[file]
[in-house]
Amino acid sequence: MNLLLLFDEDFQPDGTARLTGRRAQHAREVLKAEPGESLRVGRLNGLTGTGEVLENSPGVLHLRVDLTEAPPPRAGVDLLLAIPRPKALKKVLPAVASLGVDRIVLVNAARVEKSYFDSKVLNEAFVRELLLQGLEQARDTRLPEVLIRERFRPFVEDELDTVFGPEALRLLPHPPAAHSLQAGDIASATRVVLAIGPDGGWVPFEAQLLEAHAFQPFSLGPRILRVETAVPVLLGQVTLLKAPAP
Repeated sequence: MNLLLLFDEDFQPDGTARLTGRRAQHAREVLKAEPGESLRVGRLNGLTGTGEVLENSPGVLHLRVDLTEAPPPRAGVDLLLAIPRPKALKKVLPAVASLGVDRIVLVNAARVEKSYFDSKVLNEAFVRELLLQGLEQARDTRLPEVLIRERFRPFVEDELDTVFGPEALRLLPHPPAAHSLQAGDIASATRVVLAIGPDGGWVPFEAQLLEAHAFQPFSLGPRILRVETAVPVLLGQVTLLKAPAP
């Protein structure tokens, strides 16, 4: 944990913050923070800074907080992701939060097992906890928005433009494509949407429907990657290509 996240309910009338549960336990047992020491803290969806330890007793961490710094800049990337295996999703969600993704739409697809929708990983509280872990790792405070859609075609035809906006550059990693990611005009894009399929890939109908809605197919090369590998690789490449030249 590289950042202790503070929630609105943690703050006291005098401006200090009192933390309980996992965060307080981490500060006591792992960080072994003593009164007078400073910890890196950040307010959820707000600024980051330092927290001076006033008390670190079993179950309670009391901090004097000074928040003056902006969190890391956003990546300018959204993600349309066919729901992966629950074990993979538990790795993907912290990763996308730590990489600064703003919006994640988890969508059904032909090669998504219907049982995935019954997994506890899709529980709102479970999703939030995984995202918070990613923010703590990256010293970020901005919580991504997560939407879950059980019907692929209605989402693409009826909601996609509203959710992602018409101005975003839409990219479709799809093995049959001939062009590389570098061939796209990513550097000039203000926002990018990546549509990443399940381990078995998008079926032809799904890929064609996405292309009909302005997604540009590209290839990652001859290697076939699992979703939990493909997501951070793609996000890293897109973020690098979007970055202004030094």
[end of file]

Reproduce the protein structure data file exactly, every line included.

[in-house]
Amino acid sequence: MNLLLLFDEDFQPDGTARLTGRRAQHAREVLKAEPGESLRVGRLNGLTGTGEVLENSPGVLHLRVDLTEAPPPRAGVDLLLAIPRPKALKKVLPAVASLGVDRIVLVNAARVEKSYFDSKVLNEAFVRELLLQGLEQARDTRLPEVLIRERFRPFVEDELDTVFGPEALRLLPHPPAAHSLQAGDIASATRVVLAIGPDGGWVPFEAQLLEAHAFQPFSLGPRILRVETAVPVLLGQVTLLKAPAP
Repeated sequence: MNLLLLFDEDFQPDGTARLTGRRAQHAREVLKAEPGESLRVGRLNGLTGTGEVLENSPGVLHLRVDLTEAPPPRAGVDLLLAIPRPKALKKVLPAVASLGVDRIVLVNAARVEKSYFDSKVLNEAFVRELLLQGLEQARDTRLPEVLIRERFRPFVEDELDTVFGPEALRLLPHPPAAHSLQAGDIASATRVVLAIGPDGGWVPFEAQLLEAHAFQPFSLGPRILRVETAVPVLLGQVTLLKAPAP
């Protein structure tokens, strides 16, 4: 944990913050923070800074907080992701939060097992906890928005433009494509949407429907990657290509 996240309910009338549960336990047992020491803290969806330890007793961490710094800049990337295996999703969600993704739409697809929708990983509280872990790792405070859609075609035809906006550059990693990611005009894009399929890939109908809605197919090369590998690789490449030249 590289950042202790503070929630609105943690703050006291005098401006200090009192933390309980996992965060307080981490500060006591792992960080072994003593009164007078400073910890890196950040307010959820707000600024980051330092927290001076006033008390670190079993179950309670009391901090004097000074928040003056902006969190890391956003990546300018959204993600349309066919729901992966629950074990993979538990790795993907912290990763996308730590990489600064703003919006994640988890969508059904032909090669998504219907049982995935019954997994506890899709529980709102479970999703939030995984995202918070990613923010703590990256010293970020901005919580991504997560939407879950059980019907692929209605989402693409009826909601996609509203959710992602018409101005975003839409990219479709799809093995049959001939062009590389570098061939796209990513550097000039203000926002990018990546549509990443399940381990078995998008079926032809799904890929064609996405292309009909302005997604540009590209290839990652001859290697076939699992979703939990493909997501951070793609996000890293897109973020690098979007970055202004030094």